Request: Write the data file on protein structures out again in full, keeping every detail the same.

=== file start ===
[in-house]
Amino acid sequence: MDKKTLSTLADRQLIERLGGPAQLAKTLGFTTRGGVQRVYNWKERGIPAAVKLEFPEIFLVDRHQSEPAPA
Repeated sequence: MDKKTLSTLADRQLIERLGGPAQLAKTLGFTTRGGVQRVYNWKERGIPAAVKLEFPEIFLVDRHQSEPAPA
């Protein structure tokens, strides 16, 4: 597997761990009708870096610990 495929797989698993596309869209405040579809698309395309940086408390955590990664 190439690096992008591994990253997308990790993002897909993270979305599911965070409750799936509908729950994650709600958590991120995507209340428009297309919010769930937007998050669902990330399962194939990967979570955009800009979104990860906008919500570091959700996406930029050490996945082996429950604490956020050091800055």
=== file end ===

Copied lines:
[in-house]
Amino acid sequence: MDKKTLSTLADRQLIERLGGPAQLAKTLGFTTRGGVQRVYNWKERGIPAAVKLEFPEIFLVDRHQSEPAPA
Repeated sequence: MDKKTLSTLADRQLIERLGGPAQLAKTLGFTTRGGVQRVYNWKERGIPAAVKLEFPEIFLVDRHQSEPAPA
């Protein structure tokens, strides 16, 4: 597997761990009708870096610990 495929797989698993596309869209405040579809698309395309940086408390955590990664 190439690096992008591994990253997308990790993002897909993270979305599911965070409750799936509908729950994650709600958590991120995507209340428009297309919010769930937007998050669902990330399962194939990967979570955009800009979104990860906008919500570091959700996406930029050490996945082996429950604490956020050091800055």